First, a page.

Tuesday, November 16, 2010

Narrowing the Homosexual Problem

by Alan Medinger (+)

Our ministry’s first calling is to help people overcome homosexuality. But, if you have read my articles over the years, you know that few of them have come right at the problem—helping people change their sexual attractions from same-sex to opposite-sex. There is a reason for this that will become clear later. But I am going to be very direct in this article, offering a way to significantly alter sexual attractions from homosexual to heterosexual. If you yourself struggle with homosexuality, let me begin by asking you to go through a simple five step exercise aimed at helping you narrow down your homosexual problem. (I would recommend taking some time to move through these.) Here are the steps:

1. Accept the fact that the term “homosexuality” refers to a problem you have, not to who you are. Prayerfully meditate on this for a few minutes.

2. Now take some time to make a list of all your internal problems. By internal I mean those that are rooted in yourself—your heart, your mind, your emotions—rather than those rooted in external circumstances.

3. Now read the following definition of homosexuality, and see if you can agree with it:

Homosexuality is the condition wherein a person’s primary or exclusive sexual &/or romantic attractions are towards people of the same sex rather than towards people of the opposite sex.

I challenge anyone to make a case for homosexuality being anything more or less than this.If you can agree with the definition, read on. If you can’t, read on anyway. Some of what follows can still help.

4. On the basis of this definition, take the list that you have made and check off those that are truly homosexual problems. I suspect you will have checked off no more than three, and they will be something like these:

· I am engaging in homosexual sex
· I am sexually attracted to people of the same sex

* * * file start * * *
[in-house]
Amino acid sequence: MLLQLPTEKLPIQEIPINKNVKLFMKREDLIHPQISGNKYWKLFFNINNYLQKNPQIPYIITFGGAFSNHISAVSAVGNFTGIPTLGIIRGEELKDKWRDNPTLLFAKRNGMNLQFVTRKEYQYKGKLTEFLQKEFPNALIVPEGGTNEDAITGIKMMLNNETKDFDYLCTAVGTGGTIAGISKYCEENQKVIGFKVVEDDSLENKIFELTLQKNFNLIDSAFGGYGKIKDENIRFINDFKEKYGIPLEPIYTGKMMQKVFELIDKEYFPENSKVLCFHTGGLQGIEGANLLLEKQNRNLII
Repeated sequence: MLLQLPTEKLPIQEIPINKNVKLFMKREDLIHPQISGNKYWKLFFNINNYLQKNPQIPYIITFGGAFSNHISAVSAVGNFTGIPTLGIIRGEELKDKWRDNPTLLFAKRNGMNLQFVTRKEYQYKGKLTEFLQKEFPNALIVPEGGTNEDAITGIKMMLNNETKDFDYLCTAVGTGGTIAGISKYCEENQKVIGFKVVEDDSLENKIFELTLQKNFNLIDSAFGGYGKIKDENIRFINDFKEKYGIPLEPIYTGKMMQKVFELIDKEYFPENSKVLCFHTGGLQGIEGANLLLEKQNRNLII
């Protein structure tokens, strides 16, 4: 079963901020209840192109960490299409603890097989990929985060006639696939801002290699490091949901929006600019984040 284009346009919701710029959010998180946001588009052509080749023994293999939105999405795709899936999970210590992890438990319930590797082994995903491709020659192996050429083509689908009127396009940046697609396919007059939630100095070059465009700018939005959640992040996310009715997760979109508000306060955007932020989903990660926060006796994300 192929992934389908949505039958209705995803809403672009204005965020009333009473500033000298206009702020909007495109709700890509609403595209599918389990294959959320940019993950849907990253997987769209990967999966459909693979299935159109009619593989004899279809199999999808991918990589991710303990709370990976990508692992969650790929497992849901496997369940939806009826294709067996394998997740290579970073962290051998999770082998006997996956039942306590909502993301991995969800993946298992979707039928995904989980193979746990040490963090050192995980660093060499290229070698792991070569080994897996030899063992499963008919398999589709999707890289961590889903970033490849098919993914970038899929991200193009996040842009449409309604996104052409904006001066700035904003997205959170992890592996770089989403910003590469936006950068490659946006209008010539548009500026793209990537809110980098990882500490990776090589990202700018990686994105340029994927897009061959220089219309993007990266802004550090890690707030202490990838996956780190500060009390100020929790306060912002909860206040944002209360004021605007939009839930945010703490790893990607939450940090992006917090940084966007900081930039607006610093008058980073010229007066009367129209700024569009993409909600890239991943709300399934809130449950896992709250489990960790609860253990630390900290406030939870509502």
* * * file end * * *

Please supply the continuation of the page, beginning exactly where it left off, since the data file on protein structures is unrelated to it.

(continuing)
· I have no sexual attractions to people of the opposite sex

5. Now look at the unchecked problems, and see if you can’t legitimately disassociate them from homosexuality. You can do this by asking: (1) Do all same-sex attracted (SSA) people have this problem? and (2) Do lots of heterosexually attracted people have the same problem? At this point you have narrowed down your homosexual problem, and having done so, you are in a better place to deal with it...and overcome it.

Putting the Homosexual Problem in Perspective

Even narrowing the homosexual problem down to having same-sex attractions, one has to admit that it is still a pretty significant problem. Left alone, it can be a major determinant in how you lead the rest of your life. For instance, one of the greatest impacts it has on most men and women is that it hinders their ability to marry and have children. If you are at an age and in circumstances where marriage and parenting are a real possibility, prevailing SSA can be a huge limiting factor in your life. In other ways, however, SSA need not be a great hindrance. You can pursue a career, develop your gifts, find purpose in life, make friends, serve others, and on and on. Unresolved homosexuality is a handicap, but others with far worse handicaps get on with productive lives.

Dealing with the "Other" Problems

In 1975, soon after I came out of homosexuality, if I were to have made a list like the one I suggested you make above, it would have included (among many other things) such problems as:

· Self-centeredness
· Being a people pleaser
· Envy of strong and confident men
· Feeling intimidated by strong and confident men
· Feeling unable to adequately fulfill my role as a head of my family

You may have noticed from your list or from this one, that many of the problems are common among men dealing with SSA. But they are not homosexuality. Other men deal with them, and not all SSA men deal with these. Women dealing with lesbianism would have different lists, and they too would find certain specific problems often correlating with homosexuality but not homosexuality itself.

The fact that SSA people share many common “other” problems might lead us to think that there is a linkage between these problems and homosexuality. There is. My “other “ problems come out of unmet needs in my early life, out of my failure to grow up as man, and out of wrong ways I chose to cope with the pains of life. These were the ingredients that gave rise to my homosexuality, as early on in my life I sexualized these needs and longings, and I used sex to fill the empty places in me and to provide escape from the pain I felt.